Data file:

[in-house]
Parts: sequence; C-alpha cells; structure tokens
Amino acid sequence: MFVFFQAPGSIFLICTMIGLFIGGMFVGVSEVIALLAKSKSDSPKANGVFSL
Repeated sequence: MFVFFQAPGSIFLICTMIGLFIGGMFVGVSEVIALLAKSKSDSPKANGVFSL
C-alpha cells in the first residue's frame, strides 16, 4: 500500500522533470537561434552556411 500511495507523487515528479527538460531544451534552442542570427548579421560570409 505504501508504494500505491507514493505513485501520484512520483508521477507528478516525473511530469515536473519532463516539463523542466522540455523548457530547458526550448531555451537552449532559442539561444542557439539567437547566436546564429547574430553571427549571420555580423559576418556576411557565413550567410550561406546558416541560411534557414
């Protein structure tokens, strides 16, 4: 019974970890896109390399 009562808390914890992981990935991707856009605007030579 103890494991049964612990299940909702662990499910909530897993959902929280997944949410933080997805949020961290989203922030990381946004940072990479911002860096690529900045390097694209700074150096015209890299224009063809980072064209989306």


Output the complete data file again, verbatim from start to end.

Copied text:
[in-house]
Parts: sequence; C-alpha cells; structure tokens
Amino acid sequence: MFVFFQAPGSIFLICTMIGLFIGGMFVGVSEVIALLAKSKSDSPKANGVFSL
Repeated sequence: MFVFFQAPGSIFLICTMIGLFIGGMFVGVSEVIALLAKSKSDSPKANGVFSL
C-alpha cells in the first residue's frame, strides 16, 4: 500500500522533470537561434552556411 500511495507523487515528479527538460531544451534552442542570427548579421560570409 505504501508504494500505491507514493505513485501520484512520483508521477507528478516525473511530469515536473519532463516539463523542466522540455523548457530547458526550448531555451537552449532559442539561444542557439539567437547566436546564429547574430553571427549571420555580423559576418556576411557565413550567410550561406546558416541560411534557414
């Protein structure tokens, strides 16, 4: 019974970890896109390399 009562808390914890992981990935991707856009605007030579 103890494991049964612990299940909702662990499910909530897993959902929280997944949410933080997805949020961290989203922030990381946004940072990479911002860096690529900045390097694209700074150096015209890299224009063809980072064209989306």